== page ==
Prime Video’s ‘Hunters’ reimagines history where Nazis in America are joining forces to bring about the Fourth Reich. A young man named Jonah becomes a part of a group that hunts these Nazis to end their nefarious plans and bring them to justice. At first, Jonah is thrilled by the idea to avenge his grandmother and millions of other people. Slowly, however, it becomes clear that the path he has embarked upon is much darker than the light it intends to bring about. This moral dilemma, coupled with many other challenges faced by Jonah and his team makes the story very realistic. If it has made you wonder whether Jonah is based on a real person, then here’s what you should know about him.
Was Jonah Heidelbaum a Real Nazi Hunter?
No, Jonah Heidelbaum’s character in ‘Hunters’ is not based on a real Nazi Hunter. While the show relies on historical facts to create the foundation of its story, the main plot and the characters in the show are entirely fictional. The idea to write the story came to creator David Weil from the stories of his grandmother that he’d heard as a child. In an interview with Forbes, Weil revealed that as a child, he imagined these stories in the same vein as the ones he read in comic books. “It was things like that, life lessons, through which she would tell me her story. But at the time, at such a young age, they did feel like the kind of stories of comic books and superheroes—these great battles between good and evil,” he said.
As an adult, Weil started to see these stories from a different lens, which also led him to the “struggle with the idea of birthright and legacy and responsibility”. “Being the descendant of a survivor, I felt like it was my responsibility to continue her story. She passed away a number of years ago and I feel like it’s the onus of the descendants of survivors to tell their truths and to keep their light and their stories alive,” he added. It is this feeling that he projected into the character of Jonah, putting him in a similar mental state when it comes to processing the history of one’s predecessors.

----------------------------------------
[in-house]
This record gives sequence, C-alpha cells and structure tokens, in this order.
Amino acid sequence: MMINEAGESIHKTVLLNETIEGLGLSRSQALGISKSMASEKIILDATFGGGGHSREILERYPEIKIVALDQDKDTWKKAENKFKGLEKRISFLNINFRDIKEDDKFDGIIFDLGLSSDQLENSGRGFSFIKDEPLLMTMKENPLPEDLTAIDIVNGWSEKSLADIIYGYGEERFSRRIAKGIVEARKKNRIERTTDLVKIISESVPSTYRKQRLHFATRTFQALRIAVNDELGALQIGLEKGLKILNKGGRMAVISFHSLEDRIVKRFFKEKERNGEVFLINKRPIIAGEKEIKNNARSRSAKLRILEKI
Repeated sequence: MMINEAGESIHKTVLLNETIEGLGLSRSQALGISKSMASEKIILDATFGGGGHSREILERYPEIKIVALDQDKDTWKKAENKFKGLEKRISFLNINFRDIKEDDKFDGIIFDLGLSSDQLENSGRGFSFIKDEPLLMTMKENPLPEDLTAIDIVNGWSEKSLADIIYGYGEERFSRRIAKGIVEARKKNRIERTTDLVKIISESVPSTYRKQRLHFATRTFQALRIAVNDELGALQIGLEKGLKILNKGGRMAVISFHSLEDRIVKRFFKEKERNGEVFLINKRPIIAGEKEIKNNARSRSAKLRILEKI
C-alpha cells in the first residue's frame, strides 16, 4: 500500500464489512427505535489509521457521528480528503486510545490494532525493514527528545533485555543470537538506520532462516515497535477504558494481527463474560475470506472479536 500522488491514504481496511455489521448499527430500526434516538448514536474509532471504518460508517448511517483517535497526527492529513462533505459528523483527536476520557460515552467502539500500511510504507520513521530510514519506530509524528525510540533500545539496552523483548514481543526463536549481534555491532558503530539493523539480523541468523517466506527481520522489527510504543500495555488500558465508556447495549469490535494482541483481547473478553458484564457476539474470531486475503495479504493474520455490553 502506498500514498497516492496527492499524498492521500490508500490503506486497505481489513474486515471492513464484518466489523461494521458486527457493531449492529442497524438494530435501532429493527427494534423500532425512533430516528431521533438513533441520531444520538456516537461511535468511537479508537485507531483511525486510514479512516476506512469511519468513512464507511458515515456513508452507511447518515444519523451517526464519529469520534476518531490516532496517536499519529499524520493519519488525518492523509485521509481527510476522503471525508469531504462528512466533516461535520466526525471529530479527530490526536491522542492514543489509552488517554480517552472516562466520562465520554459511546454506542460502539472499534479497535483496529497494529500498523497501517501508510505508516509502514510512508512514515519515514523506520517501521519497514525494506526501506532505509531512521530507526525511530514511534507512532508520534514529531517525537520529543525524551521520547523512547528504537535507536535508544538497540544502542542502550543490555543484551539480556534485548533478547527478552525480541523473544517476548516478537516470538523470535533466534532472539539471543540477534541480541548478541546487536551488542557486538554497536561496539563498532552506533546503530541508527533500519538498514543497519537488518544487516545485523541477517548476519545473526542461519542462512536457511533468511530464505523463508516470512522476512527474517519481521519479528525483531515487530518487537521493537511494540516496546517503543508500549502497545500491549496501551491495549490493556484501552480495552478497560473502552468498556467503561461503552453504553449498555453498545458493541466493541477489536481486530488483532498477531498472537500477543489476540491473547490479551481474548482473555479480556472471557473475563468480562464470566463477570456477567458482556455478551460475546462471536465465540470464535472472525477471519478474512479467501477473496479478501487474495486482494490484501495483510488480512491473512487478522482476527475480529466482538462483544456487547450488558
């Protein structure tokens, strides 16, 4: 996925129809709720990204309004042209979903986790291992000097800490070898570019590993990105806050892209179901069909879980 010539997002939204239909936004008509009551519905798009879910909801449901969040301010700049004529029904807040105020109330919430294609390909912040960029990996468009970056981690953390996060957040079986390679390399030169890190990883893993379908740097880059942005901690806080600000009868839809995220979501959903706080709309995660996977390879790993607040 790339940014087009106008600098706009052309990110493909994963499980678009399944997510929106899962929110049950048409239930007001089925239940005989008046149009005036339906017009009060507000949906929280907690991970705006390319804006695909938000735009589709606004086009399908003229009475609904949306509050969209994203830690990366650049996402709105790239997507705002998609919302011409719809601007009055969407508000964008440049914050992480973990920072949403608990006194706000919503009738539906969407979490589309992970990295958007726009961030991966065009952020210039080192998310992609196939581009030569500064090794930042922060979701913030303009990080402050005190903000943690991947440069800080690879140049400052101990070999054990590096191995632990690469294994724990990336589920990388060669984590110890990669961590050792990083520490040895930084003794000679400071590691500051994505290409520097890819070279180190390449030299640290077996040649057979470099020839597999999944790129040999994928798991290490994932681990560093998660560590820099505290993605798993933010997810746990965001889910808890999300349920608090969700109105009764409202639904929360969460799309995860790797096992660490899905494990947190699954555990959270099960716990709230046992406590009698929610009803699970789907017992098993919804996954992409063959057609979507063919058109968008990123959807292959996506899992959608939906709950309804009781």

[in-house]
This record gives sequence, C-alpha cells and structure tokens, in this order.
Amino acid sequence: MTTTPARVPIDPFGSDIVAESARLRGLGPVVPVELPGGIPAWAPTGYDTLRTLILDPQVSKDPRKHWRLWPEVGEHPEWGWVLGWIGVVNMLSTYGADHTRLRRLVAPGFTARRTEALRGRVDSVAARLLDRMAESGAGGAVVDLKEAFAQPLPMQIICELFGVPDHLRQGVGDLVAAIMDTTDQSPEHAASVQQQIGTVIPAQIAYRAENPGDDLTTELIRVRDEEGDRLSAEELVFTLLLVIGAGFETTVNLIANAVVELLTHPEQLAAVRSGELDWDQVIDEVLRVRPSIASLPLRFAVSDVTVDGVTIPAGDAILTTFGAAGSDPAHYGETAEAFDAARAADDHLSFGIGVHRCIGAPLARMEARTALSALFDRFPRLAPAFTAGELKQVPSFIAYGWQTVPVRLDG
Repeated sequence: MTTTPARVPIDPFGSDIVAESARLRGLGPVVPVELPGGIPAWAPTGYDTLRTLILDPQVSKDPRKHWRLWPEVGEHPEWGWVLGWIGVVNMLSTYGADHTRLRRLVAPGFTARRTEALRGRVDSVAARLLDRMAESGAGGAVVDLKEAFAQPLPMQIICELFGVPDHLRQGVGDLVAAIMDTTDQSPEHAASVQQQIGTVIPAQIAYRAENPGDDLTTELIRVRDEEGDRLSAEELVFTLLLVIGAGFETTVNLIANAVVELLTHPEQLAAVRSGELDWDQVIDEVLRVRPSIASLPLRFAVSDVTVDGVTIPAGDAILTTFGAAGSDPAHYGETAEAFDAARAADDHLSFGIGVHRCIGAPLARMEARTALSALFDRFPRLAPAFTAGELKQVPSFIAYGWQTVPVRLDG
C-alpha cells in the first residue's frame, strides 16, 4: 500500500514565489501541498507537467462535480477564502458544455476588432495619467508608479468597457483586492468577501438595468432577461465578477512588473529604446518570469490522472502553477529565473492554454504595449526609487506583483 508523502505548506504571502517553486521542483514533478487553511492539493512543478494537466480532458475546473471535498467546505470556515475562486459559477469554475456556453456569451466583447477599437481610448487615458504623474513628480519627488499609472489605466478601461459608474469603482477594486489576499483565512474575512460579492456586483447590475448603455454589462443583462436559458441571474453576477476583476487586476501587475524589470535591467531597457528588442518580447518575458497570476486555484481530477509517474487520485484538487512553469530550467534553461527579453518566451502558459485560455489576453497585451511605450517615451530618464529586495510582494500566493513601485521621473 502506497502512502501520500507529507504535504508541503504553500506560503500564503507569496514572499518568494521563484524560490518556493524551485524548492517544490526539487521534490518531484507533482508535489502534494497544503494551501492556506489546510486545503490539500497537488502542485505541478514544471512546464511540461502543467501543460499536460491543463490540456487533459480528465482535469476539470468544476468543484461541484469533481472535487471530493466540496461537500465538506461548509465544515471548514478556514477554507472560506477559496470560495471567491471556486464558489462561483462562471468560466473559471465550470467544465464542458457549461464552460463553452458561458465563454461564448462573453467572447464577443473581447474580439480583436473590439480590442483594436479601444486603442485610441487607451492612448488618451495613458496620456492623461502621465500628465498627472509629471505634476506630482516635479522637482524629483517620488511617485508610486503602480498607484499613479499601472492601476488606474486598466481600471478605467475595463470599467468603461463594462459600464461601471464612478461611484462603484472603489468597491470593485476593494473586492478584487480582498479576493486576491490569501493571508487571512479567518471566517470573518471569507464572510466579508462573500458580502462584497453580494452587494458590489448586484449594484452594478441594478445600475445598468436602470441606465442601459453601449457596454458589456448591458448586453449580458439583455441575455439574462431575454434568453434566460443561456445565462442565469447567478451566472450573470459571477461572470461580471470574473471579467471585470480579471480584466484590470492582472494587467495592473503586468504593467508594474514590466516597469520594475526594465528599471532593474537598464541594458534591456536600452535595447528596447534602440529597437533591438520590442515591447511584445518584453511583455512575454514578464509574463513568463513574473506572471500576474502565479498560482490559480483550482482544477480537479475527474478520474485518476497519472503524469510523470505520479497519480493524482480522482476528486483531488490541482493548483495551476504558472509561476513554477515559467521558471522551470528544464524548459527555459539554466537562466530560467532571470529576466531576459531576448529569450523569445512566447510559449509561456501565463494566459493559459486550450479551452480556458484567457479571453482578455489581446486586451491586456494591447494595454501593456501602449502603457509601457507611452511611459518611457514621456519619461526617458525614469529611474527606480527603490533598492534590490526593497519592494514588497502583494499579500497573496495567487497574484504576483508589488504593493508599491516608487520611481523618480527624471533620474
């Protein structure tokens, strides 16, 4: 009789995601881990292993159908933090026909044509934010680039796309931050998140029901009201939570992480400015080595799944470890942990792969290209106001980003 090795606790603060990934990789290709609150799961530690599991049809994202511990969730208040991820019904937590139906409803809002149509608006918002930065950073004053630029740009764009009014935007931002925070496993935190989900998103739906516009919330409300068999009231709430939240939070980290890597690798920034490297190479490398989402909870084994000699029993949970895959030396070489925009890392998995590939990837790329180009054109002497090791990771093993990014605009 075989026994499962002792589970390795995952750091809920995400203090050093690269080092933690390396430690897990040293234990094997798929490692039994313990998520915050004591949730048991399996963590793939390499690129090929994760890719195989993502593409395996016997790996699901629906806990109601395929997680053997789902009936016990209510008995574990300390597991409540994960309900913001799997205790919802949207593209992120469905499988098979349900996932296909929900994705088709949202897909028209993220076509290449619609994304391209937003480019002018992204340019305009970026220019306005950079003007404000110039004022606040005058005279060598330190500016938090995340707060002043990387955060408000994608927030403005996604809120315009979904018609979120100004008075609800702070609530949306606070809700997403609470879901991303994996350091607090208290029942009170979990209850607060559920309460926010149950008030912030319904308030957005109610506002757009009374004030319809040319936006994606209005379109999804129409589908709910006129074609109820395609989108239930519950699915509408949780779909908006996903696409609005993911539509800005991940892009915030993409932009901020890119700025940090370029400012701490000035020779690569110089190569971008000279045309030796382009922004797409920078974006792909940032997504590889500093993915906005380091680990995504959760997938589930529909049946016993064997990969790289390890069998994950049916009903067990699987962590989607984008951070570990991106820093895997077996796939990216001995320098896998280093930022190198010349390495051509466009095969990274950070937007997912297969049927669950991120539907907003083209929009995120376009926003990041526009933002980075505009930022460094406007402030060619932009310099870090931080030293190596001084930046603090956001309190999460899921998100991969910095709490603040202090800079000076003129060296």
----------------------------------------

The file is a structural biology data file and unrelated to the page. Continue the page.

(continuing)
The comic book interpretation of the story that Weil had as a child also shows up in the core of the TV show. Jonah and the Hunters are a vigilante group who take justice into their own hands when they feel disappointed by the law. “It was also this desire to don this vigilante cape, to be this superhero, so to speak, and get justice for her [his grandma] that she never received in some wish fulfillment, catharsis kind of way,” Weil said.
The absence of Jewish superheroes in mainstream media also fed into his imagination to create a group of heroes who worked under comparatively more realistic challenges. “I feel like Jews are so infrequently portrayed as badasses in film and on TV. And these are some badass Jews [in Hunters]. These are some ‘jew-per heroes,’ and I think that really excites me and feels very different to me,” he explained. This allowed Weil to draw upon real events and view them from a different perspective to create alternate scenarios that would feel realistic to the viewer.
One of the most important things that Weil did with Jonah was to draw a line between revenge and justice. He gave the young man an origin story similar to that of a superhero: the death of a loved one, the revelation of hidden family history, and access to new powers and challenges. In the same vein, he also elevated the dilemma of right and wrong where Jonah is forced to reconsider his actions time and again. Considering all this, it is fair to say that while Jonah might not be based on a real person, his character is very much rooted in reality.